This new piece of information reframed the entire situation. A new light had been shed on a previously confounding predicament.

Before this revelation, the sons of Yaakov were furious at this Egyptian manipulative tyrant. After they had learned of his true identity, they were now fully understanding that this had all been a charade for their own benefit. Yosef had created the right scenario to unmask himself. Before they had felt anger at the injustice of their treatment by the hands of Pharaoh’s’ right hand man. Now they felt a deep shame at their prior mistreatment of their brother Yosef when he was but a lad of seventeen years. 

It’s amazing what new information can do in terms of reframing. 

Can you imagine what the revelation of G-d’s presence will do to our perspectives?

Putting on 3D glasses is an exhilarating experience. 

Getting G-dl’y glasses is infinitely more enlightening. 

To perceive G-d as He is means many things on many levels.

The most basic implication is that the true purpose of our lives will become as obvious as the fact of our being. The dumbest animal does not leap into fire. 

The entire ‘flesh’, all of humanity, will receive that vision when Mashiach comes.

Can anybody steal when they ‘see’ G-d’s presence everywhere?

Is it possible for nations to do battle when Hashem’s glory is revealed?

When man will openly perceive the purpose of his existence, he will be no more inclined to act against it than he is to destroy himself.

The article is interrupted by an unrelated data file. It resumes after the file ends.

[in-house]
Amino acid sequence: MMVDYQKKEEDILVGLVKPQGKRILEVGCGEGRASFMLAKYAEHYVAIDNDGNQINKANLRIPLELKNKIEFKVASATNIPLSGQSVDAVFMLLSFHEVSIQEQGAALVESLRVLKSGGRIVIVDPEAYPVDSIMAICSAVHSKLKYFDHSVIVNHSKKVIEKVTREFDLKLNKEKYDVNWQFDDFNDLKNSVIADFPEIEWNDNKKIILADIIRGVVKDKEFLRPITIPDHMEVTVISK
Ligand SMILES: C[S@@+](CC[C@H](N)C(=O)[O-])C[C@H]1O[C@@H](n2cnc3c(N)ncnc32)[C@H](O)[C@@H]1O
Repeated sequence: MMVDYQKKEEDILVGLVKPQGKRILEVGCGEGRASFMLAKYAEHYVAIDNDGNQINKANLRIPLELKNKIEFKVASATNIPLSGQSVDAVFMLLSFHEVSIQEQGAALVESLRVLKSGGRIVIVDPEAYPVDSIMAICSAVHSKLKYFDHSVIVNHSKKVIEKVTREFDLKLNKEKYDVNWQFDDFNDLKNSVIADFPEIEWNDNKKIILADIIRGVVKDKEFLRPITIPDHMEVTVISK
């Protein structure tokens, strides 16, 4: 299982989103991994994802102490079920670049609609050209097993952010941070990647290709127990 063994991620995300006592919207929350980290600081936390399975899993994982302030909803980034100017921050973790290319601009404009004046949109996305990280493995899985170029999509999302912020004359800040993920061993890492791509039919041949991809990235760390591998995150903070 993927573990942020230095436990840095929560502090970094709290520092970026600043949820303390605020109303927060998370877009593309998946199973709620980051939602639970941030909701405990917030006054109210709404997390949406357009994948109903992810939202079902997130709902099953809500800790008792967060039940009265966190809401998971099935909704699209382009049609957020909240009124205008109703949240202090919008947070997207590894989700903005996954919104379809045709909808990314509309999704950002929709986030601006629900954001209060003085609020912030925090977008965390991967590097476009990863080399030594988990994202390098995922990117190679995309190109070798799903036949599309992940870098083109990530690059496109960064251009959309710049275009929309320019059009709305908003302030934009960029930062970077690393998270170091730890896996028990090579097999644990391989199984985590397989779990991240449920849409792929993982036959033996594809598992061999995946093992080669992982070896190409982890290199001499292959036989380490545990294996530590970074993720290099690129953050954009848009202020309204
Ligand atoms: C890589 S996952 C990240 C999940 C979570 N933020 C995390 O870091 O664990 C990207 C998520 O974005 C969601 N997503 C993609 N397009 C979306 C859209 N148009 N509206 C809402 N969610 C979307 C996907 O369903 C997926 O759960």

This is why we toil so industriously and wait so anxiously for Mashiach’s coming. 

Everything will make sense. We won’t have questions. It will all be utopian. 

The good news is that we can try and get a glimpse of that vision now as well. By learning from our Torah, particularly the teachings of the inner wisdom of Torah as taught in Kabala and Chasidism. Click here to access a treasure trove of articles about G-d and us. 

It pays to get a head-start on delving into the unimaginable spiritual treats that await us. 

It’s like doing homework before you go on a journey…. Let’s say you are planning a trip to the Grand Canyon and you read all the descriptions about its beauty and magnificence. It cannot at all be compared to actually visiting and experiencing it. But it certainly primes you to notice all the nuances and details. 

If we study about the G-dly revelation that we are looking forward to, we will be able to say ‘aha’…. once they become a reality. ‘Aha’, that’s what the holy books were talking about’…. 

The Rebbe said that learning about the awaited for Messianic reality will actually hasten his coming. 

Let’s look forward to the that time coming speedily in our days!!!

Shabbat Shalom,

Rabbi Yosef Kantor